Geographic Distribution:

The wood commonly known as Ziricote is known to botanists and other scientists as Cordia dodecandra. 

C. dodecandra is native to southern Mexico and Central America.  Some readers may note that Cordia is the same genus as Bocote, a closely related wood that I greatly enjoy working with.

For the sake of simplicity and common understanding, I will refer to C. dodecandra as Ziricote from here forward.

General Characteristics:

The heartwood of Ziricote rangers in color from a medium to a dark brown, sometimes with either a green or purple hue, with darker bands of black growth rings intermixed.

The pale yellowish sapwood is sometimes incorporated into designs for aesthetic effect, or to cut down on wastage.

Ziricote has a very unique appearance which is sometimes referred to as “spider-webbing” or “landscape” grain figure.  Quartersawn Ziricote surfaces can also have ray flakes similar in appearance to those found on quartersawn Hard Maple.

The grain of Ziricote is straight to slightly interlocked.

Ziricote features a medium to fine texture with good natural luster.

Ziricote is reported to be naturally resistant to decay.

Working Characteristics:

Ziricote is fairly easy to work with considering its high density.

The wood tends to develop end and surface checks during drying, which can be problematic though the wood is stable once dry.

Pieces of Ziricote are usually available in narrow boards or turning squares, with sapwood being very common.

Ziricote turns and finishes well, and in most instances, it can also be glued with no problems, although, on rare occasions, the wood’s natural oils can interfere with the gluing process.

Ziricote has a mild, characteristic scent while being worked, somewhat similar to the smell of Pau Ferro.

Pricing and Availability:

Ziricote is likely to be quite expensive, exceeding the price of some rosewoods, and approaching the cost of some types of ebony. Also, planks of Ziricote commonly have varying amounts of pale sapwood included, which can contribute to high wastage if not incorporated into a project.

In this blog, I almost always recommend several vendors with whom I have done considerable business and in whom I have great confidence.  These vendors are: West Penn Hardwoods, Bell Forest Products, NC Wood, WoodTurningz, Amazon Exotic Hardwoods, Griffin Exotic Wood, Exotic Woods USA, Got Wood?, and Wood Turning Blanks 4U.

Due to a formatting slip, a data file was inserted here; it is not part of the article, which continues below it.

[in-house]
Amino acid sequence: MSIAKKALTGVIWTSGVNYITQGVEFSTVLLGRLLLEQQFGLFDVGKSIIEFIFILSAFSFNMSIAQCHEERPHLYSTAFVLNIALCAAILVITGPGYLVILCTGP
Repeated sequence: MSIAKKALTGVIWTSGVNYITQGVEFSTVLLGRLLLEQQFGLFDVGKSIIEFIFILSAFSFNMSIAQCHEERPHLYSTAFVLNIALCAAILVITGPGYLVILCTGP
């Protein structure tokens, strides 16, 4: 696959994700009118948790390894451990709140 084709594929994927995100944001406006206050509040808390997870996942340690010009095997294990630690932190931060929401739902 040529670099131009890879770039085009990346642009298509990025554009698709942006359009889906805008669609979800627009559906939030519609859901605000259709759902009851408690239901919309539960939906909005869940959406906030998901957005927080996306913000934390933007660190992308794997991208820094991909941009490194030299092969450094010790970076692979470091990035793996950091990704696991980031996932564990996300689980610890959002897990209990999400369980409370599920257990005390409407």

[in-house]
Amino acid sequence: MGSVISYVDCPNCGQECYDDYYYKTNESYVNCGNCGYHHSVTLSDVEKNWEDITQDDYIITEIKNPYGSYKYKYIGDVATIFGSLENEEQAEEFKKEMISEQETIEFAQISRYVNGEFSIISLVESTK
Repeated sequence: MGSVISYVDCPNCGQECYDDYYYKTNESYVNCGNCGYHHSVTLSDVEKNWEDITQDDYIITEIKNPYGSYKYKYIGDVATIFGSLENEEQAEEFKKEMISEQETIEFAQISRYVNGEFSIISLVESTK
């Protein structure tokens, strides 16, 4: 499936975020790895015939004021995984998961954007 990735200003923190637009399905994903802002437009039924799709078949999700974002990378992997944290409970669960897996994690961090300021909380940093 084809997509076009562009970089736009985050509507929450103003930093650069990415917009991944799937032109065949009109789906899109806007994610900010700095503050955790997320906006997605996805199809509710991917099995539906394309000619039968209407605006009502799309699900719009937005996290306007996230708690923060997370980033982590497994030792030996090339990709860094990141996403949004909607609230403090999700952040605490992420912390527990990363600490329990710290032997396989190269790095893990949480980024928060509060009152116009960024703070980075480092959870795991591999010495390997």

Of my favored vendors, West Penn Hardwoods, Bell Forest Products, WoodTurningz and Exotic Woods USA are all offering Ziricote but only in varying spindle sizes.  Prices range from $1.82 for a pen blank up to $59.95 for a 3″ x 3″ x 12″ peppermill blank.

Woodfinder is an excellent website that is dedicated to advertising wood dealers.  In your search for Ziricote this can be an invaluable resource provided you use multiple search terms to capture all the possible listings.  I can’t speak to the quality of any of the listed dealers, but Woodfinder does have the advantage of allowing searches to be performed based on location which might allow an interested buyer to visit a listed wood dealer in person to hand pick pieces at a comfortable price.

A significant problem with using Woodfinder is that many vendors are listed for woods that, upon further investigation, they do not offer.  I don’t know if perhaps once they did and they didn’t update their listings or if some vendors use a standardized list of woods that include most everything conceivable with the idea that once you land on their page you will find something you want to buy even if you didn’t know it beforehand.  It happens to me all the time!

Common Uses:

Ziricote is commonly used to make furniture, veneer, cabinetry, gunstocks, musical instruments (acoustic and electric guitars), turned objects, and other small specialty wood items.


Ziricote is not listed in the CITES Appendices nor is it on the IUCN Red List.